He was serious. It was true. We were in such a remote area part of the world and yet we would have the specific Mercury engine part to fix our problem before the day was over.
Amazingly, the part arrived that day and Nico, Max, and Rooney spent a few hours with Will and Ben taking the carburetor apart and replacing all the necessary pieces.
Of course, another problem was found as the boys fixed the first. Diagnosed by Sonny, the second issue and reason the engine would only putt-putt was a spinning hub inside the propeller.
Once again, a ‘Fakarava Fix’ was performed by all the guys – as the sun was setting there they all were, concentrating on our engine, drilling two holes through the propeller and hub and driving in nails to stop the spinning. And it worked! Sonny gave us a ‘Fakarava Guarantee’ of ‘1 Day’, but we figured it would probably hold up long enough for us to get to Papeete and buy a new prop.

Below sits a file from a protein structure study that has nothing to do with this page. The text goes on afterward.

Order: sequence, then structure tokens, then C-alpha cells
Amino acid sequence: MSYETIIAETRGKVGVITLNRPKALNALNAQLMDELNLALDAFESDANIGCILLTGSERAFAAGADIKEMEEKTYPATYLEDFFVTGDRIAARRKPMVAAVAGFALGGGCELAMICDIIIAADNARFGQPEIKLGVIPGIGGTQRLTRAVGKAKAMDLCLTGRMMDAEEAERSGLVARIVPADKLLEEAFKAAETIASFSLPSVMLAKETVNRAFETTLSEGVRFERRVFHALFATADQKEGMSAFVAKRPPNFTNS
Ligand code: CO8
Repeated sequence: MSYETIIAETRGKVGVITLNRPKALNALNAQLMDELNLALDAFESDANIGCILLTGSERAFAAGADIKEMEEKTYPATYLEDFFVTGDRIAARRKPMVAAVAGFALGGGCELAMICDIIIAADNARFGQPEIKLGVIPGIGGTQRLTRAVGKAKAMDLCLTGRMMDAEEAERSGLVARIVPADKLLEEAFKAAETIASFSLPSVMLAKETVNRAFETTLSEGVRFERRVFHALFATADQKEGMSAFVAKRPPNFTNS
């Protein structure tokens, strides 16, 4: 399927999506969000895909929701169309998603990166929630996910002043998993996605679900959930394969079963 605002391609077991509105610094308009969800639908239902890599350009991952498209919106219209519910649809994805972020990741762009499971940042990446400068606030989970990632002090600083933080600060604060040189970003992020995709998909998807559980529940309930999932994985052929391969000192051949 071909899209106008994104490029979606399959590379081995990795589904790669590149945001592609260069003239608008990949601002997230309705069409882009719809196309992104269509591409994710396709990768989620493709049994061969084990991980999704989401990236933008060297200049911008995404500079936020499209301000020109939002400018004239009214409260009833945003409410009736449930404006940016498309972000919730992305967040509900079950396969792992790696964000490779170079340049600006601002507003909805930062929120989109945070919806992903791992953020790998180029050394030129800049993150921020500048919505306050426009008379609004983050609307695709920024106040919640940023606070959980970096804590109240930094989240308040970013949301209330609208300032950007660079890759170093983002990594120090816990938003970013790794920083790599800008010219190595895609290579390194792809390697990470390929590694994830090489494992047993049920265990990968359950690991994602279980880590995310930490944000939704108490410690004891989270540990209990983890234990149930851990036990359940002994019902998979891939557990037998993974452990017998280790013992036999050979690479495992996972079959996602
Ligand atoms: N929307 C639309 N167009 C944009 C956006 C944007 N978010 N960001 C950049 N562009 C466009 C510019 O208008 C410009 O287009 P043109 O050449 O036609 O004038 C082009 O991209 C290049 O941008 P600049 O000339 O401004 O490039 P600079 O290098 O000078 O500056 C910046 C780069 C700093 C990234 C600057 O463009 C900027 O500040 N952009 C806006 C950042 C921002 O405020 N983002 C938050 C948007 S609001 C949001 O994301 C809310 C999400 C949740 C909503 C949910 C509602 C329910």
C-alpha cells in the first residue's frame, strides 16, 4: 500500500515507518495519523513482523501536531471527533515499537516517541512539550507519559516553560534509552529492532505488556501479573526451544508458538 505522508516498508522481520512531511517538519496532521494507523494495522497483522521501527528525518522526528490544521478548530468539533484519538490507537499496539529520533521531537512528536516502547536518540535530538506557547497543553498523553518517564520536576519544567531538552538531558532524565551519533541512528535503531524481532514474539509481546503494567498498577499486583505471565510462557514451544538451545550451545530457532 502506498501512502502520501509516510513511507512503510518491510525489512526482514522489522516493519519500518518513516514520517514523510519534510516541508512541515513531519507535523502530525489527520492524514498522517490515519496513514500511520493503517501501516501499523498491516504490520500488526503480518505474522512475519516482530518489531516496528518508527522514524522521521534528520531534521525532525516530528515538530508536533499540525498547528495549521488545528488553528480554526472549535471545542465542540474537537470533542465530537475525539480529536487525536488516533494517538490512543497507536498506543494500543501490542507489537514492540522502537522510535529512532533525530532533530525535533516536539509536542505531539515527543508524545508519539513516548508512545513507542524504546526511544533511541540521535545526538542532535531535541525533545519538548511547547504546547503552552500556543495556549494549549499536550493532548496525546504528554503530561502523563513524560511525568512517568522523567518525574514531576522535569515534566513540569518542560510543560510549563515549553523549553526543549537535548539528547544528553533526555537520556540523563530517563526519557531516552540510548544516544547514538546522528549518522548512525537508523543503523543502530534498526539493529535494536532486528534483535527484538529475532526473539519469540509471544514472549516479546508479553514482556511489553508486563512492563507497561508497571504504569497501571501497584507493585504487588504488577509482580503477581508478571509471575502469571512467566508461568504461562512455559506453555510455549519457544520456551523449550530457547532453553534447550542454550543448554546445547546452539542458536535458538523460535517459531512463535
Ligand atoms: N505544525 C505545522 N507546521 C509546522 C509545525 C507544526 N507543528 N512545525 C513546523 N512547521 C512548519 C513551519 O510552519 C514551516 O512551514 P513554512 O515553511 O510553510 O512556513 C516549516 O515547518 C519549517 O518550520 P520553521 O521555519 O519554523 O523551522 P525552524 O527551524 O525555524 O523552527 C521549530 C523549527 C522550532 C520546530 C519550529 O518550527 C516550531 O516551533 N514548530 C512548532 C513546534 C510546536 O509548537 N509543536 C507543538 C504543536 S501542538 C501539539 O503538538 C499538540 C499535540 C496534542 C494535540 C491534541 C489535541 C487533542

The day we left the south pass to head north, Ben and Katy took Quill to shore in the morning to say a final goodbye to everyone and to leave a present for Nico (some hats, a bottle of Tequila, Surf magazine). Despite us having seen the 8000 CFP ($90) receipt for the engine part, Nico would not let us pay him for it. He absolutely refused and every time we gave him the money, he gave it right back.
GOODBYE B & K (May 9th)
We said farewell to Ben & Katy on Wednesday last week. Wow – was it that long ago?!
Will and I are so happy that they were able to share the experience of a 2,800 nm passage, the landfall, and the great days we spent in Nuku Hiva, Ou Pou, and Fakarava. There’s no doubt that the week we spent together in Fakarava South will be one of the major highlights of our entire south pacific trip. The highs, the lows, the boredom, the excitement of the past seven weeks – the whole experience is something that’s hard to describe and fully understand unless you were there. We’ll have this shared experience as a bond between us for the rest of our lives.
We said our goodbyes on the dock before they caught a ride to the tiny airport outside of the village. Will and I returned to the boat and our reclaimed the V-berth cabin and living room and realized how big Hydroquest is.